ARTICLE | doi:10.20944/preprints202208.0178.v1
Subject: Medicine & Pharmacology, Psychiatry & Mental Health Studies Keywords: alcohol dependence; comorbidity; gene network; genome-wide association study; sex differences
Online: 9 August 2022 (10:35:29 CEST)
At least 50% of factors predisposing to alcohol dependence (AD) are genetic and women affected with this disorder present with more psychiatric comorbidities, probably indicating different genetic factors involved. We aimed to run a genome-wide association study (GWAS) followed by a bioinformatic functional annotation of associated genomic regions in male and female patients with AD and eight related clinical measures. A genome-wide significant association of rs220677 with AD (p-value = 1.33×10^-8 calculated with the Yates-corrected Chi-square test under the assumption of dominant inheritance) was discovered in female patients. Associations of AD and related clinical measures with seven other single nucleotide polymorphisms listed in previous GWAS of psychiatric and addiction traits were differently replicated in male and female patients. The bioinformatic analysis showed that regulatory elements in the eight associated linkage disequilibrium blocks define the expression of 80 protein-coding genes. Nearly 68% of these and of 120 previously published coding genes associated with alcohol phenotypes directly interact in a single network. This study indicates that a number of genes behind the pathogenesis of AD are different in male and female patients, but implicated molecular mechanisms are functionally connected. The results also suggest the genetic basis of sex-specific psychiatric comorbidities of AD.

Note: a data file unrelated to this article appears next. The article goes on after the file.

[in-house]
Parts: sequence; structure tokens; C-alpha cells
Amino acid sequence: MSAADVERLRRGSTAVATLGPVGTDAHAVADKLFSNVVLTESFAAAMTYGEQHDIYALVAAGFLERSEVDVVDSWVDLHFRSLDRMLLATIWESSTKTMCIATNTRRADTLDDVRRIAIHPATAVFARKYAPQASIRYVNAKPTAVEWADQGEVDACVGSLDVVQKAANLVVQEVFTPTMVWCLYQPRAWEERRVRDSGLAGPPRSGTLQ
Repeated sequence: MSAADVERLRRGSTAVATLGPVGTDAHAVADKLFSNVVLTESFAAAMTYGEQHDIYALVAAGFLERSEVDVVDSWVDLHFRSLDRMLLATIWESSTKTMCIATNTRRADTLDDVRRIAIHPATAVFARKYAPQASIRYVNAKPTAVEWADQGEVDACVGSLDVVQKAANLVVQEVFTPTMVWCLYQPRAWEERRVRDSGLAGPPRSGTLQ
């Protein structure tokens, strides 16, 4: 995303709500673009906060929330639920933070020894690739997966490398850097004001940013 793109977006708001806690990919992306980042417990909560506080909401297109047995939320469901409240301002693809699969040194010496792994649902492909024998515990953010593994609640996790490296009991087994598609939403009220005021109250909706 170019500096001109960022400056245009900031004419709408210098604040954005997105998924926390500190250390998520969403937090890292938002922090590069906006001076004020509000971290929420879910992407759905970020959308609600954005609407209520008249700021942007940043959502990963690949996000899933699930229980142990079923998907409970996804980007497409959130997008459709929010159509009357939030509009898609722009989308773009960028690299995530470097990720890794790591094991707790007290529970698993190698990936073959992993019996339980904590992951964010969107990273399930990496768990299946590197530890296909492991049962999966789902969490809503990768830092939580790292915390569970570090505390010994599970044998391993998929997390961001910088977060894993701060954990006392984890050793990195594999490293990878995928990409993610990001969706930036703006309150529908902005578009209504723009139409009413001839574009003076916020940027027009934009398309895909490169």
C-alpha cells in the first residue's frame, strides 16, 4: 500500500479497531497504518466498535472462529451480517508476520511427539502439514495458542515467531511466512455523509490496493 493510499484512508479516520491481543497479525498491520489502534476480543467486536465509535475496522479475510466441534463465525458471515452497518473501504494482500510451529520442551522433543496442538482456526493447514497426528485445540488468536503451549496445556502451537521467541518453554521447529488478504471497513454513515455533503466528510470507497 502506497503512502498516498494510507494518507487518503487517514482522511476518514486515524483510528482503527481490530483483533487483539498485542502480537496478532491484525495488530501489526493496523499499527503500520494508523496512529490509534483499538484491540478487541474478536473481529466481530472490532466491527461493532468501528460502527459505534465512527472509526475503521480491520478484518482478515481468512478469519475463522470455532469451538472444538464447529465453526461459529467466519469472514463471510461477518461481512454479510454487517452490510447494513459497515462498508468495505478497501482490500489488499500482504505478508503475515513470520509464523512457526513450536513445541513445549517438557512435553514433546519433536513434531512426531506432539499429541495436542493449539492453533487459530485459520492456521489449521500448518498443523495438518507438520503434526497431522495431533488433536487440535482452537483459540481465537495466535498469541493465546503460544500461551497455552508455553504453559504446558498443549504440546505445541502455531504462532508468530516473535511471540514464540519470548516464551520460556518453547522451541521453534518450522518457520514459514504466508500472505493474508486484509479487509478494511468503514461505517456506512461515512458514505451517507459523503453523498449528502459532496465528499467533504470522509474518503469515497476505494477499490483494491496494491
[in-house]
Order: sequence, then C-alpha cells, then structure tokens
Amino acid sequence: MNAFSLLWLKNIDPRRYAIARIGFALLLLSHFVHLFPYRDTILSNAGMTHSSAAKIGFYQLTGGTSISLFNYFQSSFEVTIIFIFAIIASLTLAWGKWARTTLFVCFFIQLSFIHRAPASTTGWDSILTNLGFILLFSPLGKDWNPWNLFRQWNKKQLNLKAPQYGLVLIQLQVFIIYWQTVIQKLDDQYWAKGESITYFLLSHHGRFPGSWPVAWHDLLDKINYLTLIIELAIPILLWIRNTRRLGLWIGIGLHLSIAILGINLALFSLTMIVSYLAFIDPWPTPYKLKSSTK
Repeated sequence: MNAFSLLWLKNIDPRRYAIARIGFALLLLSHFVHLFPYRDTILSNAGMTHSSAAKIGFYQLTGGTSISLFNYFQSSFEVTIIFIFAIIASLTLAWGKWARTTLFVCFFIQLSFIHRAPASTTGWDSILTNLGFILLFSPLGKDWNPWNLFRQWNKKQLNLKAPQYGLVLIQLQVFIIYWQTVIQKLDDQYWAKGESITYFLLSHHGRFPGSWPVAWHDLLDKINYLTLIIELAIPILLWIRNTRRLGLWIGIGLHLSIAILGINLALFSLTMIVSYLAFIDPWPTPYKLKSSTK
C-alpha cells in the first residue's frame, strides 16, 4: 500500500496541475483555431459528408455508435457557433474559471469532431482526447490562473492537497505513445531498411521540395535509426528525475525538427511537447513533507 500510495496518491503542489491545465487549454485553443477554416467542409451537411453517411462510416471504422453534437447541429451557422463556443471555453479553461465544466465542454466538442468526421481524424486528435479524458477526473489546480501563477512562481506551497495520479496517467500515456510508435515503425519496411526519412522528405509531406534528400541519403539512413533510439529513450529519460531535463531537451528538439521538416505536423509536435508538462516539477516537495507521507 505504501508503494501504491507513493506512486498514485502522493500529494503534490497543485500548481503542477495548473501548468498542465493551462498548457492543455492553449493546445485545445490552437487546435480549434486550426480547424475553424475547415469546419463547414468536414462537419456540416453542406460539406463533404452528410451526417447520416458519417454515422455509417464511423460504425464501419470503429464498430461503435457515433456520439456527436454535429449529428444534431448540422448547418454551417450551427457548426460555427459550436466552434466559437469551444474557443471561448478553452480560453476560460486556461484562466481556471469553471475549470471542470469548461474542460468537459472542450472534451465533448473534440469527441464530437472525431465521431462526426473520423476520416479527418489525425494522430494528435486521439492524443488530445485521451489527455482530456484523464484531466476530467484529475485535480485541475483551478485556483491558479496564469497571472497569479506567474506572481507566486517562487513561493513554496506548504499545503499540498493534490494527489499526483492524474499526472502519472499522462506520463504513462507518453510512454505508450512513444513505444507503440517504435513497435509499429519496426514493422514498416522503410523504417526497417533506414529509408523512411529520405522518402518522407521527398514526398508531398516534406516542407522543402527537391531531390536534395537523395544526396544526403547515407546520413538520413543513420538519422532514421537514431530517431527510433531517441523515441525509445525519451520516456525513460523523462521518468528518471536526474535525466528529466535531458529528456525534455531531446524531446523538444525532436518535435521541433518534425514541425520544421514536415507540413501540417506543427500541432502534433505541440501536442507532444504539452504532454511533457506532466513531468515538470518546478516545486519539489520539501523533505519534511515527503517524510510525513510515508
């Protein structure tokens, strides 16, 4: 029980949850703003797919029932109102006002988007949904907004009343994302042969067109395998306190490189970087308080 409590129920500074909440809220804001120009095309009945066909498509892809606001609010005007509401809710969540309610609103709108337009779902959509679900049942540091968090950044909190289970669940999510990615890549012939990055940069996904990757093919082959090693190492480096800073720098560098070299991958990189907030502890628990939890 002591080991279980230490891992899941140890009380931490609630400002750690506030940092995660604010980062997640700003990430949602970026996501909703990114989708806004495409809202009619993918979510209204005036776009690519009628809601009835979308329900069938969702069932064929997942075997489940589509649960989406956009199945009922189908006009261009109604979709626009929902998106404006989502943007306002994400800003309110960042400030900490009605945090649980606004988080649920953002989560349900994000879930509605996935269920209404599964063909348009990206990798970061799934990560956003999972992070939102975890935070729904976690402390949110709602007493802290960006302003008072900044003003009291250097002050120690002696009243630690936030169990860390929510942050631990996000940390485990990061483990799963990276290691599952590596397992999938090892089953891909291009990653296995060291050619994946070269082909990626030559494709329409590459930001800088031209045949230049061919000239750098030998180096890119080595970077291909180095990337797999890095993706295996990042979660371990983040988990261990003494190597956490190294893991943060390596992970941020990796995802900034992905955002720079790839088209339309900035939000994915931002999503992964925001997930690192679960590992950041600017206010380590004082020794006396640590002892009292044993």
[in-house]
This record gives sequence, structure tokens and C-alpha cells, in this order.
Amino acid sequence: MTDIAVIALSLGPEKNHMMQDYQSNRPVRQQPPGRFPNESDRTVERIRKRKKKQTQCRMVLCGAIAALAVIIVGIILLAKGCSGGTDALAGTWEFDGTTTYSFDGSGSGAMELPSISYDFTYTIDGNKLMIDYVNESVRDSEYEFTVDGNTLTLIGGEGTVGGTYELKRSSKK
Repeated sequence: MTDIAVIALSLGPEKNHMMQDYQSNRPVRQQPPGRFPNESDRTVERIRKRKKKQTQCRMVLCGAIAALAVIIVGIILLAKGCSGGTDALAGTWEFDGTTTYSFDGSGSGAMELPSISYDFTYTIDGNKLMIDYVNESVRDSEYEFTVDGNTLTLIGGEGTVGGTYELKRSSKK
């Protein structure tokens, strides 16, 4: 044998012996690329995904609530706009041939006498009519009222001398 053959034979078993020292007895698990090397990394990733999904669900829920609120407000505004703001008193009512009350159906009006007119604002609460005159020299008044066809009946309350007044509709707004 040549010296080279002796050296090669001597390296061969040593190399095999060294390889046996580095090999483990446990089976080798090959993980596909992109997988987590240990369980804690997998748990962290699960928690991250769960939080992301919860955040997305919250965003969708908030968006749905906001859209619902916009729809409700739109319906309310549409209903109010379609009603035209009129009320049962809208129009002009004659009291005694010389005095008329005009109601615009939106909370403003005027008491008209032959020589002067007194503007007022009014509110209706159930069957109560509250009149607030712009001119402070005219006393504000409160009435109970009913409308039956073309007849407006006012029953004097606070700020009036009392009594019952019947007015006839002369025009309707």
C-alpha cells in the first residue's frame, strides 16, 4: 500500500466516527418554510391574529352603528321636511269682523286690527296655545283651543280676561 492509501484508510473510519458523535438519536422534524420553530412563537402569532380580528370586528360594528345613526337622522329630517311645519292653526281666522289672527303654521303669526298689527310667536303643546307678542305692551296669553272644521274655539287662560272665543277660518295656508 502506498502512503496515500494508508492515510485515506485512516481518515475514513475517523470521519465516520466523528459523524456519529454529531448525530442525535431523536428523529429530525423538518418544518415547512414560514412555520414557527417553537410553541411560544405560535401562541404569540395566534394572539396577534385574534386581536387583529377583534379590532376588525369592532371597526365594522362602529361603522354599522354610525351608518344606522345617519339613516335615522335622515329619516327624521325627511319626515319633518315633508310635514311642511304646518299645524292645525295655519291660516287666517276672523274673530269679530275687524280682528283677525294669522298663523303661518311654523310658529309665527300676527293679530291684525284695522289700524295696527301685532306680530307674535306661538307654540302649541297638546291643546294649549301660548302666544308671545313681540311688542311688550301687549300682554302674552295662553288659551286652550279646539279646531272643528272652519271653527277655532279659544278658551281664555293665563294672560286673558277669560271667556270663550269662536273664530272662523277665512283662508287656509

ARTICLE | doi:10.20944/preprints202202.0166.v1